Then I realized it. In all the excitement of the birth, I hadn’t looked to see if Klaus was a boy. “It’s a boy?!” I asked with excitement as this dawned on me. I slowly walked over to the table where the new baby lay, and that is when it hit me… Klaus was not a Klaus. She was a Heidi (or maybe even a Hildegard). Words (or at least my words) can’t really do justice to the feelings that went through me at that point. It was easily the biggest surprise of my life. Way bigger than any Christmas gift opened as a child. I let a few joyful expletives fly. “I can’t believe it’s a girl!” I’m not ashamed to admit that there were some tears involved as well. The stern German doctors looked on with noticeable puzzlement, bordering on concern, at this effusive and boisterous American who was celebrating the birth of his daughter as if Germany had just won the world cup. I didn’t care. I was instantly in love with this little squirming baby girl.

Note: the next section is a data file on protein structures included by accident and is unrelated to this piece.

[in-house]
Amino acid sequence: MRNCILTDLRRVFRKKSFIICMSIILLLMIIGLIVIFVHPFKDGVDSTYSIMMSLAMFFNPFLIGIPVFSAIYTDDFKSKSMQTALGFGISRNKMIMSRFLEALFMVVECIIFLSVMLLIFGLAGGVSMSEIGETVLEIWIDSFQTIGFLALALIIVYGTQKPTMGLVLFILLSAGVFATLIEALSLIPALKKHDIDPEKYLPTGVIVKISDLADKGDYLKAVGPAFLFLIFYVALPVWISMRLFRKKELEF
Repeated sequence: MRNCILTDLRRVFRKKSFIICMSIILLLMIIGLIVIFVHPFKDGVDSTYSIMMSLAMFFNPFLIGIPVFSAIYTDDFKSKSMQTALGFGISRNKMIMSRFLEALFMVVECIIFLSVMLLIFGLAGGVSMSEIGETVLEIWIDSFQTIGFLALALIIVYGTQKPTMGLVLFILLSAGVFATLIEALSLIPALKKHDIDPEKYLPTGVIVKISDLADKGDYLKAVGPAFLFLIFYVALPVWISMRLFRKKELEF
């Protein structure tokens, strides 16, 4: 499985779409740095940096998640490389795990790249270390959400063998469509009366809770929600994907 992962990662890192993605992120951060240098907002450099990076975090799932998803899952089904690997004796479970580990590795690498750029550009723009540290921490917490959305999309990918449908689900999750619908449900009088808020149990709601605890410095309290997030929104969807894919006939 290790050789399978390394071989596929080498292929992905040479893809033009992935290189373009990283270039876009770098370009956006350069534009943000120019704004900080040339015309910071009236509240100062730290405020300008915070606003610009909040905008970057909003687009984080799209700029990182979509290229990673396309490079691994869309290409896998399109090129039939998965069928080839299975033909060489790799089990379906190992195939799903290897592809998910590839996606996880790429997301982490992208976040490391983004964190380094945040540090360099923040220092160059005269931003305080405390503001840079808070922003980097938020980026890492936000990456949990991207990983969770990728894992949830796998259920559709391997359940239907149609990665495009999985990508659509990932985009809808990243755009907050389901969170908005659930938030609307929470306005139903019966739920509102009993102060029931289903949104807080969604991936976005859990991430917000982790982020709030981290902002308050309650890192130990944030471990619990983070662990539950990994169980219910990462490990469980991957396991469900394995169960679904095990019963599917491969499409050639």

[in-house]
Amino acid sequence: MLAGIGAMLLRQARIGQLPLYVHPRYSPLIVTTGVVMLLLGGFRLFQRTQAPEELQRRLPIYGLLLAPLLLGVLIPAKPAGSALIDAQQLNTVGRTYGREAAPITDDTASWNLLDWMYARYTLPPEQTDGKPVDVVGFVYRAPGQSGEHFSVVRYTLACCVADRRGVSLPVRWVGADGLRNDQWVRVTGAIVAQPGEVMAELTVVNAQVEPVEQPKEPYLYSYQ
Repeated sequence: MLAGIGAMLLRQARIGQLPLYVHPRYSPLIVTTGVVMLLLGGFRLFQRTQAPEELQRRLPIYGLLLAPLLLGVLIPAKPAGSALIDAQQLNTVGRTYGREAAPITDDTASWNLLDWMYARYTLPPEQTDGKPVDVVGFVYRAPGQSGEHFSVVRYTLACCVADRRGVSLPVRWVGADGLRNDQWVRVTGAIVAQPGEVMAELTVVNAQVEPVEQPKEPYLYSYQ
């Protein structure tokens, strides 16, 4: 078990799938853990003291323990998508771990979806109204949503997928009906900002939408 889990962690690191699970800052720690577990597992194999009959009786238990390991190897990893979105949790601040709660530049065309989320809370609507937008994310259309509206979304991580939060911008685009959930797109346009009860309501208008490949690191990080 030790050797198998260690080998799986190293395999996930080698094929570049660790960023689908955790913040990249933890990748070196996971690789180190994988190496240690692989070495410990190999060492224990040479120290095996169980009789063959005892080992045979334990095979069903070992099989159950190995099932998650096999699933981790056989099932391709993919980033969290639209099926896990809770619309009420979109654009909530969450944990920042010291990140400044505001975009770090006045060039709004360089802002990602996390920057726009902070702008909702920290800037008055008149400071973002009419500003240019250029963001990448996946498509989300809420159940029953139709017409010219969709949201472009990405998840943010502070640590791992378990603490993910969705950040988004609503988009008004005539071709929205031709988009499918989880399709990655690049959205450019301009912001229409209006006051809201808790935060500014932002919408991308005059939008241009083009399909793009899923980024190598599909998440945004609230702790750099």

I snatched her up and brought her down the hall where my wife was still in a state of endorphin-induced shock in the delivery room. “You’ll never believe this!” I said as I barged through the door. “What???” Her pupils were the size of cloudy black marbles. “Klaus is a girl!” We were ecstatic, even as we left the hospital later that day and realized that as a result of our confidence that Klaus was a boy, we had not decided on a girl’s name. Leila probably has the unique distinction among her peers of having had her name chosen by a very friendly cab driver during the 45-minute ride home from the hospital. As I carried our tiny new daughter up the stairs to our apartment, those distant visions of playing catch with my boy in the backyard faded away as quickly as they had come. They were easily replaced with the wonderful reality of this perfect little face staring up at me and all the potential contained in her dark grey eyes. Some things are just worth the wait.